What's Eating Starbucks?
Ever since reporting first-quarter earnings results in January, Starbucks has seen its shares stay stuck in neutral. While almost purely a result of factors outside of the company's control, the recent weakness in Starbucks is worth exploring in detail, as it may present a buying opportunity for investors seeking long-term growth.
Growth is still intact
Many investors often seem surprised to learn that coffee giant Starbucks is still growing rather well. In fact, in many ways the Seattle-based company is a growth leader in the beverage/restaurant industry. Here is how Starbucks' projected growth in 2014 compares to smaller peers Dunkin' Brands and Green Mountain Coffee Roasters :
|Company||Revenue Growth 2014||EPS Growth 2014|
Starbucks, with a market capitalization of $54.5 billion compared to Dunkin' Brands' $5.5 billion and Green Mountain's $17.9 billion, is projected to grow sales the fastest in 2014. Also, Starbucks is projected to lag Dunkin' Brands only slightly in terms of earnings-per-share growth this year.
So, don't let Starbucks' massive size and global footprint fool you! This beverage giant is still very much in a solid growth phase. But where is the growth coming from exactly?
Starbucks is not generating growth from only one part of its business. Instead, as many mature companies do, the coffee behemoth is now utilizing its extensive industry positioning to grow in a myriad of ways.
For example, Starbucks' China/Asia Pacific (CAP) segment is still expanding rapidly. The company's CAP business grew revenue at a blistering 25%, year over year, in the recently reported fiscal first quarter. Even more impressive is that management expects to open up 750 Starbucks locations in the area in 2014. To put this in perspective, these store openings are equal to roughly 10% of all domestic Starbucks locations currently.
Also, Starbucks is continuing to roll out the recently-acquired La Boulange bakery business into more of its domestic retail locations. At the end of 2013, La Boulange had a presence in only half of Starbucks' U.S. locations. In the most recent earnings call, management said that it expects to integrate the bakery brand into all domestic locations toward year-end.
In addition, Starbucks is protecting itself by capitalizing on the growing consumer trend of digital spending. President and CEO Howard Schultz explained how the company is benefiting from the increased use of physical and digital gift cards: "Starbucks was prepared for both of these shifts having invested over many years in the creation and development of proprietary world class digital and mobile payment and card technology and expertise."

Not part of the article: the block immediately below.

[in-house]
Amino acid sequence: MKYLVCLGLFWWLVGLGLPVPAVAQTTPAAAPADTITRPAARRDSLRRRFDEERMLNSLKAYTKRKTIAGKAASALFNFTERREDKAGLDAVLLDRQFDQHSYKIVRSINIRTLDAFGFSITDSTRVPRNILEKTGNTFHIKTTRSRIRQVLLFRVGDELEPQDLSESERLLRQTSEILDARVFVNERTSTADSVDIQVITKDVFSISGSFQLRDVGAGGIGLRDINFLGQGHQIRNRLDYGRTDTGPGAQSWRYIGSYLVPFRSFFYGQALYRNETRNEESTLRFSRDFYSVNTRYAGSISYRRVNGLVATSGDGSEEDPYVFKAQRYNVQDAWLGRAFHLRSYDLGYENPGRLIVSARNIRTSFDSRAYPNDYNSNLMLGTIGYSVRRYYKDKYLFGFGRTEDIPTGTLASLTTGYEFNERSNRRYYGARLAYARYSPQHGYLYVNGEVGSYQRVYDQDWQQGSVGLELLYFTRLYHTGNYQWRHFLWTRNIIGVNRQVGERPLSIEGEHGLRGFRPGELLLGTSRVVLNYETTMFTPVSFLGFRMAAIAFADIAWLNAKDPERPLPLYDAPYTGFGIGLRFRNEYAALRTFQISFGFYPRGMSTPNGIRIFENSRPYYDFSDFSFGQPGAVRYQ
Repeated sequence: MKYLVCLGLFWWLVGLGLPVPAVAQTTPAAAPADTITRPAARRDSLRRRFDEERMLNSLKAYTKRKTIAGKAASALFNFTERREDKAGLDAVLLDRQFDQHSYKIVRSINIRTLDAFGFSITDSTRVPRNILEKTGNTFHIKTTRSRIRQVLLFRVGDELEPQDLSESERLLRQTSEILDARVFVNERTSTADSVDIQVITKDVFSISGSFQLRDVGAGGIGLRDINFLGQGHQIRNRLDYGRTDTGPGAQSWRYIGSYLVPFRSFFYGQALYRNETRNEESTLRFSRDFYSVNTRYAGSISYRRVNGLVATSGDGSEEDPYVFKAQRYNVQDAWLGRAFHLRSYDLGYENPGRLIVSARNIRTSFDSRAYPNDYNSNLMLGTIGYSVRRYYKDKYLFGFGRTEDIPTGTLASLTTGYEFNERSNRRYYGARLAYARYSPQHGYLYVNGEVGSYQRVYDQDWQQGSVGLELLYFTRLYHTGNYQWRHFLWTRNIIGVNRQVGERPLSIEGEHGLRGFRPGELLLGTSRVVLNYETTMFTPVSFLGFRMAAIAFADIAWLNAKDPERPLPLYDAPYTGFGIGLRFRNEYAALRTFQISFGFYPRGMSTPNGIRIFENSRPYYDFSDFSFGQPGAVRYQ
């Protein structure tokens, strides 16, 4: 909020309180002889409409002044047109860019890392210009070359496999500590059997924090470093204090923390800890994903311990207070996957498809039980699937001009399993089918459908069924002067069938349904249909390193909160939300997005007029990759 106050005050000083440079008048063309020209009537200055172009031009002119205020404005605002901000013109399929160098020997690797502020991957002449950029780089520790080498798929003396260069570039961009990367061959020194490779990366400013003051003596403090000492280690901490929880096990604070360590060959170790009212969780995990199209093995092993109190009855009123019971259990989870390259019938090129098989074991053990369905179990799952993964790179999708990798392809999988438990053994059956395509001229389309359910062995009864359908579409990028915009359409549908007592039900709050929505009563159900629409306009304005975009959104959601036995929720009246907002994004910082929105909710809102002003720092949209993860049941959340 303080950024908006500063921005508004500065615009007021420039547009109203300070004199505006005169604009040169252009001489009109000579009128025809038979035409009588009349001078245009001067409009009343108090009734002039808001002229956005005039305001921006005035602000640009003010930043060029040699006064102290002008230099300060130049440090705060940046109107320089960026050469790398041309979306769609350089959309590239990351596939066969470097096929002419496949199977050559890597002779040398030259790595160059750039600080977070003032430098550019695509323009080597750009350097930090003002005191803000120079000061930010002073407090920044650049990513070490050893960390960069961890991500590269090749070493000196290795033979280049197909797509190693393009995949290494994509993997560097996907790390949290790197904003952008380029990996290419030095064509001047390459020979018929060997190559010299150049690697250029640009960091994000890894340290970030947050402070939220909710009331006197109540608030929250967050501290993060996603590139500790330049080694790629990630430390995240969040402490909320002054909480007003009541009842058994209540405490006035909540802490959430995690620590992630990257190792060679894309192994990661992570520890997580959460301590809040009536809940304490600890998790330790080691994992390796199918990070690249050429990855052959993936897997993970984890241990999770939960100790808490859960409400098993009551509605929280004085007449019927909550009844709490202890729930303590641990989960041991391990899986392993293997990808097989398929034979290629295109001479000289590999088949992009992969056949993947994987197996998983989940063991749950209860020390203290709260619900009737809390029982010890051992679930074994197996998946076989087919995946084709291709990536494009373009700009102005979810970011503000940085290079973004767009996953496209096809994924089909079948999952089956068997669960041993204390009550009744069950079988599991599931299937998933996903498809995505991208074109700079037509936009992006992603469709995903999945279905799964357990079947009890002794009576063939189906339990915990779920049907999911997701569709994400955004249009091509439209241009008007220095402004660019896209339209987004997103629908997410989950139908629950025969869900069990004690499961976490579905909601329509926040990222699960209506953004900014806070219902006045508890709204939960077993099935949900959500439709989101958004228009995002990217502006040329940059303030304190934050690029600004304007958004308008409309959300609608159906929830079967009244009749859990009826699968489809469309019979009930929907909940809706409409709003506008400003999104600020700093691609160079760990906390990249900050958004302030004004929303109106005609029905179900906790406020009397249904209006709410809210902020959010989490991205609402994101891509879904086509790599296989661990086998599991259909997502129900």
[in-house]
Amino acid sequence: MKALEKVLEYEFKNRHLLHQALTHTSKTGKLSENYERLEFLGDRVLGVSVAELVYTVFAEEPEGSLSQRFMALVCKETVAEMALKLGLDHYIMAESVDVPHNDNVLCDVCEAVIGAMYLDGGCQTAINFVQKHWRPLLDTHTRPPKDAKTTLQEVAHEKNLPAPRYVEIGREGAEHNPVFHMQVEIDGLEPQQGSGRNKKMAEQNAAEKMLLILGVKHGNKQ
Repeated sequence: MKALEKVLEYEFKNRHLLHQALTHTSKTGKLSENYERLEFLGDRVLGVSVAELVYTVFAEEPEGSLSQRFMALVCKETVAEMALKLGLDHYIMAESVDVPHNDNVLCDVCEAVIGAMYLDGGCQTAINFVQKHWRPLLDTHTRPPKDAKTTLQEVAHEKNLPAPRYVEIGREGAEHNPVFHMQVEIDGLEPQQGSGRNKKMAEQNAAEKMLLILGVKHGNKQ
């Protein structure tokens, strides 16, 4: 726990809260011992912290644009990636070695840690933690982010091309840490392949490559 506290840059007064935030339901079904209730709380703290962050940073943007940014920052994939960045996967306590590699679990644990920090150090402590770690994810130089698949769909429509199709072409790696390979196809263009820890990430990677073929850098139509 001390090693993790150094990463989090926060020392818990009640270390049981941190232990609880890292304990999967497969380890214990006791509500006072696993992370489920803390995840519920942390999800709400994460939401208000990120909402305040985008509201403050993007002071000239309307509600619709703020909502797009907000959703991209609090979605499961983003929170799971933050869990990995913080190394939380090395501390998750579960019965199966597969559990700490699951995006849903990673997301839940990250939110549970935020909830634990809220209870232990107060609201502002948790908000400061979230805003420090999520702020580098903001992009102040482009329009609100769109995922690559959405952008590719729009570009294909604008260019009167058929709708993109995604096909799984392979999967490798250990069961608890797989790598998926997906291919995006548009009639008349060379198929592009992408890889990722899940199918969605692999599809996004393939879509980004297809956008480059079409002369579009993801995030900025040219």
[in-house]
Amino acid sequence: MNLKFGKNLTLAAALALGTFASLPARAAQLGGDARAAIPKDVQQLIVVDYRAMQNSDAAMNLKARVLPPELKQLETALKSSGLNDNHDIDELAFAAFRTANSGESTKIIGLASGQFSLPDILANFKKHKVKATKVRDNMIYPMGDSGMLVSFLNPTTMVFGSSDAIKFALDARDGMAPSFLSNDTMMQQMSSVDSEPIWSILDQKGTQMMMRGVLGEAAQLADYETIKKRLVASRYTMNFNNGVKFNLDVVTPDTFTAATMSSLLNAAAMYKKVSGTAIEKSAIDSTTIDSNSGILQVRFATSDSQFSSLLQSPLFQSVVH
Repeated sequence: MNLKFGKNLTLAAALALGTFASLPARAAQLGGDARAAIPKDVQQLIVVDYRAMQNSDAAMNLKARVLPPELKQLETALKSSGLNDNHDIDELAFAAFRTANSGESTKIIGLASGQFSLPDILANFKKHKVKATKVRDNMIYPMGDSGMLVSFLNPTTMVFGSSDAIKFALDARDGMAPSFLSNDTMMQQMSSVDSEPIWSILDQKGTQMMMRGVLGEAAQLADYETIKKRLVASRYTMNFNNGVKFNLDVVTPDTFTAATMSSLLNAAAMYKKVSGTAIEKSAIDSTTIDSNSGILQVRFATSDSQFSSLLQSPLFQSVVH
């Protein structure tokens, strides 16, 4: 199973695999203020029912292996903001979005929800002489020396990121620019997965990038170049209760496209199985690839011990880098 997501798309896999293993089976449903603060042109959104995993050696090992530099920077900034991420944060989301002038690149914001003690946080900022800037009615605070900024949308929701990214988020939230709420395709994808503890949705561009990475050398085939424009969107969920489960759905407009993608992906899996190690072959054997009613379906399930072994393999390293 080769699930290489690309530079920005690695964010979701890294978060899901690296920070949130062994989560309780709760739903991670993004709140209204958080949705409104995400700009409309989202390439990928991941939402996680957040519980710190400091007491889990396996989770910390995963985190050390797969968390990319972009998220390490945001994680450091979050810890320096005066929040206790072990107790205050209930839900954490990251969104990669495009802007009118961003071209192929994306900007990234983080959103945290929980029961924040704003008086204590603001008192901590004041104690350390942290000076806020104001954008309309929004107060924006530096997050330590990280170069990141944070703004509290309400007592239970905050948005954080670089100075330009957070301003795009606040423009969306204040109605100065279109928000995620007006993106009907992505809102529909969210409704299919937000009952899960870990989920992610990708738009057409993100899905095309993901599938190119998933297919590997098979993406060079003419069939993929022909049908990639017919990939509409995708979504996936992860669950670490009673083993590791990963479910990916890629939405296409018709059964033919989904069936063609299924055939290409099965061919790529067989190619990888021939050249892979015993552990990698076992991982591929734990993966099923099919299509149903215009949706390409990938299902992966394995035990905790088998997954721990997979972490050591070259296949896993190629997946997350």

So, what's the problem?
With industry-leading growth for the most part and a world-class brand, why have shares of Starbucks been stuck in the mud recently? Aside from discussing technical factors, the problem for Starbucks is the rising price of Arabica coffee, which is the coffee bean that is commonly used by the company as well as competitors like Green Mountain for many gourmet blends.
The price of Arabica coffee recently climbed to a 16-month high on reduced output from Brazil, which is the leading exporter of the beans. The reduction is due to unusually dry climates in Brazil, the driest ever seen for the months of January and February, and caused prices to soar last week for the largest two-day gain in almost 14 years.
What's worse is that some industry analysts expect that if the problem does not resolve itself quickly, demand will outpace output for the year.
The bottom line
While there is little that can be done by retailers like Starbucks to combat global headwinds such as rising coffee prices, the problem is one facing the whole industry; it's not company-specific. As such, investors looking to gain exposure to the beverage/restaurant space are being presented with a nice opportunity to purchase shares of the industry leader.
When the price of coffee begins to subside, Starbucks and its shareholders should begin to reap the rewards once again. Accordingly, Starbucks remains one of my top picks in the industry and a stock investors can own for the long term.
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The article What's Eating Starbucks? originally appeared on Fool.com.Philip Saglimbeni owns shares of Starbucks. The Motley Fool recommends Green Mountain Coffee Roasters and Starbucks. The Motley Fool owns shares of Starbucks. Try any of our Foolish newsletter services free for 30 days. We Fools may not all hold the same opinions, but we all believe that considering a diverse range of insights makes us better investors. The Motley Fool has a disclosure policy.
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